In total, 1,827 patients were treated with placebo on top of optimal medical therapy (OMT) and 1,833 received inclisiran in conjunction with OMT. More than 92% were treated with statins, of whom 74% were receiving high-intensity statins. Roughly 15% of patients were treated with ezetimibe. In the placebo- and inclisiran-treatment arms, the mean LDL cholesterol level at baseline was approximately 110 mg/dL.

At day 510, inclisiran reduced LDL cholesterol by 55% compared with placebo (P < 0.001). Focusing on the time-averaged change in LDL cholesterol from day 90 to 540, inclisiran reduced LDL cholesterol levels by 52% compared with placebo (P < 0.001). For every 100 patients treated with a statin and inclisiran, 89 patients achieved a target LDL cholesterol of less than 100 mg/dL, 76 achieved a level less than 70 mg/dL, and 58 had LDL cholesterol levels cut to less than 50 mg/dL.

“Some clinicians worry about additional therapies lowering LDL cholesterol too much and think that an LDL less than 25 mg/dL might not be safe or necessary,” said Wright. “In our trial, only 16% of patients had an LDL less than 25 mg/dL.” In the study, PCSK9 levels were slashed by 83%, non-HDL cholesterol by 46%, apolipoprotein B by 42%, and lipoprotein(a) by 20%. In a subgroup analysis, they observed a consistent benefit in all patients, including those with mild or moderate renal impairment, but the data suggested those with the highest baseline LDL cholesterol (> 129 mg/dL) didn’t achieve quite as large a reduction in LDL cholesterol as individuals with lower levels. “This likely reflects the impact of FH in the treatment study,” said Wright.

Treatment-emergent adverse events were similar between the two therapies. They did not observe any risk of liver, kidney, muscle, or platelet toxicity, nor any signs of new, worsening, or recurrent cancer.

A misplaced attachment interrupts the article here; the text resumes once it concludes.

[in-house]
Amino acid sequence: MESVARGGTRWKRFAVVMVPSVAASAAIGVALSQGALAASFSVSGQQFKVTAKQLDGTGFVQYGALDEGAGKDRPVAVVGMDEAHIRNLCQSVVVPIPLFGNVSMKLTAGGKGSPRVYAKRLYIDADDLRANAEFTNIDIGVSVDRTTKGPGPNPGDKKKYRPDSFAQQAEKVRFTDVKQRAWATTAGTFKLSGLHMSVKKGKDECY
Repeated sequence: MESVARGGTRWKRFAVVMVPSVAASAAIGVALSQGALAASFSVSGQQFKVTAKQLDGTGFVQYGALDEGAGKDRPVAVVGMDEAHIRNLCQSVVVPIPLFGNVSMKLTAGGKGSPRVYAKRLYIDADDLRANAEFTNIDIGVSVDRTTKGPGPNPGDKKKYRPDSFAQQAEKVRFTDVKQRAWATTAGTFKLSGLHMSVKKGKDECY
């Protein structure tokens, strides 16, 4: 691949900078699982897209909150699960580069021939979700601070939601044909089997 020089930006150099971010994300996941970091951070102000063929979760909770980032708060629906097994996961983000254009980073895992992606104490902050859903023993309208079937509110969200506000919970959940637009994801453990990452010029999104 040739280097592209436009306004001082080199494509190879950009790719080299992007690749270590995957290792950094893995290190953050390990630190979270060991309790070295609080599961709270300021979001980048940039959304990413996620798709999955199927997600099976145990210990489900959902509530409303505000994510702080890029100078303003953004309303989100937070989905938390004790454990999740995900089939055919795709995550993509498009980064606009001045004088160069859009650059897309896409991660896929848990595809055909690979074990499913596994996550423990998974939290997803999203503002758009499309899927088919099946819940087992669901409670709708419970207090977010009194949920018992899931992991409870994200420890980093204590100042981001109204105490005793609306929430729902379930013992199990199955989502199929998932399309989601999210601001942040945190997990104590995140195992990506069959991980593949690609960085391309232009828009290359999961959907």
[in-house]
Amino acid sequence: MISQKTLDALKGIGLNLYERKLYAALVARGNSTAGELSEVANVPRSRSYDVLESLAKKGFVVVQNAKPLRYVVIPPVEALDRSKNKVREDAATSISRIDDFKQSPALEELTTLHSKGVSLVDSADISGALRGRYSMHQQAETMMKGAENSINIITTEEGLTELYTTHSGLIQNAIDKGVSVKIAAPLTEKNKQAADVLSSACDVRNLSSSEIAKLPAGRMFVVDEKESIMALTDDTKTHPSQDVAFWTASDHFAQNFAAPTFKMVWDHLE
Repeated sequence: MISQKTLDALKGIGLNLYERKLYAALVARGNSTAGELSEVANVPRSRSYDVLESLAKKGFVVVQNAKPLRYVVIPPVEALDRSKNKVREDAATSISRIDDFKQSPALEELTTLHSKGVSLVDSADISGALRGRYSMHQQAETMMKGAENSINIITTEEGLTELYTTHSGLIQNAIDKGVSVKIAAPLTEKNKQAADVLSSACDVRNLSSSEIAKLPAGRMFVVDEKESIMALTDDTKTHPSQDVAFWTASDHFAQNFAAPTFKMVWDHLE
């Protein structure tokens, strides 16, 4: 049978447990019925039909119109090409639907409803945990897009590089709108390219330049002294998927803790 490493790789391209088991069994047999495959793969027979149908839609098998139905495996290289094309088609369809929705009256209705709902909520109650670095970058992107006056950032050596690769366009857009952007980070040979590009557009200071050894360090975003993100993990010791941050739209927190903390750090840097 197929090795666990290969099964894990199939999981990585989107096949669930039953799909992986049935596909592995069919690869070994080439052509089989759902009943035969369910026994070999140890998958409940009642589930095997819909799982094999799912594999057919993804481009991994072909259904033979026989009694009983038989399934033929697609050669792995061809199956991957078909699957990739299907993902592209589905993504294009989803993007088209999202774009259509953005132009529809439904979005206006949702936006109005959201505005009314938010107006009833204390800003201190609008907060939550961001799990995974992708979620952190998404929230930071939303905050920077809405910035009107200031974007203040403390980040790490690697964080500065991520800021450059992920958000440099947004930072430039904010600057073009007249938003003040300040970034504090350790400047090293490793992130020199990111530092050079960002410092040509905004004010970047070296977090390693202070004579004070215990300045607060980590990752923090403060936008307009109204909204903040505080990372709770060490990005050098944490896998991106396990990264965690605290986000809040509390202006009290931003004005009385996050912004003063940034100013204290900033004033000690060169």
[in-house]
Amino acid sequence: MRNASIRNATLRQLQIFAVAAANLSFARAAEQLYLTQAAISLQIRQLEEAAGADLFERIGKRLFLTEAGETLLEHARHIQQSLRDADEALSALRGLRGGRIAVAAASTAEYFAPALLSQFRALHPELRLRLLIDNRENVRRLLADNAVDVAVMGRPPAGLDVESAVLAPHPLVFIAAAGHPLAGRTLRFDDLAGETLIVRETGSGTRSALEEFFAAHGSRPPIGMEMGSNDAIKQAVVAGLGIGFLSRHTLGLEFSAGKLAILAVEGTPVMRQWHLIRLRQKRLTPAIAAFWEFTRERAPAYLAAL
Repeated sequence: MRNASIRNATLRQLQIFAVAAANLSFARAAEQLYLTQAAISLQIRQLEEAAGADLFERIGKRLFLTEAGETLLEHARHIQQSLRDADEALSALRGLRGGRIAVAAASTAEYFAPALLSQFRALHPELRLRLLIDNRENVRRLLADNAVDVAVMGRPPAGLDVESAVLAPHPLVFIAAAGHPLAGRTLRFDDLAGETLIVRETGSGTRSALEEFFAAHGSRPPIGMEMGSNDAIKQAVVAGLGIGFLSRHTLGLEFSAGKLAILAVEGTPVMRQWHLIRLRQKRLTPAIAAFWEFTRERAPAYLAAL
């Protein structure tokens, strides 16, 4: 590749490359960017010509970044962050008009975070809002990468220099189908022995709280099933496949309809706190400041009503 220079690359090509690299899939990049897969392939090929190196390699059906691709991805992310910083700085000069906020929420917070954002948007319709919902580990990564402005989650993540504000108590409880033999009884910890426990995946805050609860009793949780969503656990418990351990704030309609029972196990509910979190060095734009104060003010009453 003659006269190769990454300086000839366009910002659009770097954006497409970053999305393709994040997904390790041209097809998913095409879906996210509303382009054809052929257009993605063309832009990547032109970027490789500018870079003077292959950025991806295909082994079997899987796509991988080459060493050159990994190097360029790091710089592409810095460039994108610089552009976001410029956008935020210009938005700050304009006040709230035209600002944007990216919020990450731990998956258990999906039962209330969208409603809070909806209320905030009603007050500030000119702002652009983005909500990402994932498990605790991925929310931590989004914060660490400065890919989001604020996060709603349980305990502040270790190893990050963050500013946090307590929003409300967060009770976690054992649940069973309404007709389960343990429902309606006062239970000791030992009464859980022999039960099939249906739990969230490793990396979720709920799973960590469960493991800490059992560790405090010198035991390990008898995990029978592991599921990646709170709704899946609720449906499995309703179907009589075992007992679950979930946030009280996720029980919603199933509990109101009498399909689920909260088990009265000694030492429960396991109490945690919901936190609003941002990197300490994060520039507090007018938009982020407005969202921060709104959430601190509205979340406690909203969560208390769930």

Costs vs Benefits: Lessons Learned?

While the cardiovascular outcomes are intriguing, a full reckoning of inclirisan’s benefits won’t be known until the completion of the ongoing, large-scale, cardiovascular outcomes trial ORION-4. Conducted by researchers from the University of Oxford, that study will randomize 15,000 patients with preexisting ASCVD and follow them for 5 years. Full results aren’t expected until 2024.   

Sekar Kathiresan, MD (Massachusetts General Hospital, Boston), another discussant following the online presentation, asked why a physician would turn to inclisiran as an add-on therapy to a secondary-prevention patient currently treated with high-intensity statins and ezetimibe instead of adding evolocumab or alirocumab, two drugs which are approved by the FDA for cardiovascular event reduction.

“I think it’s going to depend on a couple of factors,” replied Wright. “One, if you believe the data on LDL-lowering, and I do believe almost all of the secondary-prevention benefit with lipid therapies is driven by LDL cholesterol-lowering—other factors like inflammation are important, but LDL-lowering is critical—then the outcome trials should show what one would expect with LDL-lowering regardless of the therapy you give.”

What it will ultimately come down to is the relative cost and benefit of inclisiran versus the PCSK9 inhibitors. “None of us on the steering committee have any insight into pricing except the sponsor has continued to say that the lessons from the monoclonal antibodies have been learned and [inclisiran] will come out at a better value to patients,” said Wright. “If it is priced more favorably and given twice per year instead of every 2 weeks, simplicity and ease of dosing might persuade clinicians to give a try.”

Inclisiran was developed by The Medicines Company, but Novartis recently purchased the company for $9.7 billion.

Sources
  • Wright RS, on behalf of the ORION investigators. ORION: a pooled analysis of phase III studies of inclisiran. Presented on: March 28, 2020. ACC 2020.

Disclosures
  • Wright reports personal fees from The Medicines Company, Sanofi, Gilead, and Astra Zeneca.